The lofty beech trees here, even when spaced widely apart, create a very dense canopy during summer – it can feel like being inside a vast cathedral. In the pure beech areas, notice the carpet of fallen beech leaves on the ground. The shade-loving holly thrives, but little else can find enough light to grow. Walk for a while until you find a gap in the canopy, a pool of light, and in it you will find a mass of young trees pushing up together in competition for light and space. This is the manner in which woodland perpetuates itself naturally, as older trees fall, young ones are ready to take their place.

Humans have a long history of managing and living off woodlands. If the woods were your livelihood, it would be in your interests to utilise them in a manner that is sustainable both for yourself and for your children. To do this, our ancestors embraced and manipulated the natural processes occurring. Instead of waiting for a tree to fall, they would cut a tree down to make full use of every bit of timber. In doing so, they created that pool of light into which a new generation of trees could flourish.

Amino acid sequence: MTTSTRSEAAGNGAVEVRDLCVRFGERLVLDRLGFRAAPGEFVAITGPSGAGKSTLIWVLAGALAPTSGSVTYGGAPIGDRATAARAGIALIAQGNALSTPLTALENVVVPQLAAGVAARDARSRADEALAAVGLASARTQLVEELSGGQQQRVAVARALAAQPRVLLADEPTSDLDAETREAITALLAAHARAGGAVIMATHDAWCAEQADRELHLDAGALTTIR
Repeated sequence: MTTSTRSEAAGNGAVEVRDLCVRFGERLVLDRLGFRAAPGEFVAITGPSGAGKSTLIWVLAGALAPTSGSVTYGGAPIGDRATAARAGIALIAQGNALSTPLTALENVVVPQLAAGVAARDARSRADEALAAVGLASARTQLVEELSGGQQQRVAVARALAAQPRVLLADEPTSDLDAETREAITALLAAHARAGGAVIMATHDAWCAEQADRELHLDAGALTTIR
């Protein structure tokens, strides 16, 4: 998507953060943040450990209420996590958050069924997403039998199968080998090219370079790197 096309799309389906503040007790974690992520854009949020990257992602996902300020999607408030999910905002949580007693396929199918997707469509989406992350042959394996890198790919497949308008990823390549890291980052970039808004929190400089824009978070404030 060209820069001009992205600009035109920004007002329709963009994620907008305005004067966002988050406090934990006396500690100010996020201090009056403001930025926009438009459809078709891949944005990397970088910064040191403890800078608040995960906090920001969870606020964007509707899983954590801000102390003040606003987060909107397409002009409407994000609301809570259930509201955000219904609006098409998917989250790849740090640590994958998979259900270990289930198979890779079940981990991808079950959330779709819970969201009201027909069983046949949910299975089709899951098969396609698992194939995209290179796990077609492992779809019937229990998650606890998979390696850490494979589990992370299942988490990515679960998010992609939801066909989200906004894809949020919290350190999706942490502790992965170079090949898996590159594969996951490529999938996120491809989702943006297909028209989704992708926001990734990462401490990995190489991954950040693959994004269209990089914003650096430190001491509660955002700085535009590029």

Even in a relatively small woodland, enough timber could be harvested in this manner to meet a community’s needs every year, and their grandchildren could still do the same.

Over time this activity provides better habitats for wildlife, richer ground flora, and even improves the quality of timber produced. This is the principle of sustainable woodland management. The plans for Carpenters Wood embrace this ethos, using very subtle and gradual canopy management in order to promote natural regeneration and preserve the viability of the woodland in the long-term.

Carpenters Wood is a great place to explore. Now is arguably the best season to visit, when the woodland floor is carpeted with English bluebells, although autumn is a close second when the woods turn golden as the beech trees begin shedding their leaves ahead of winter.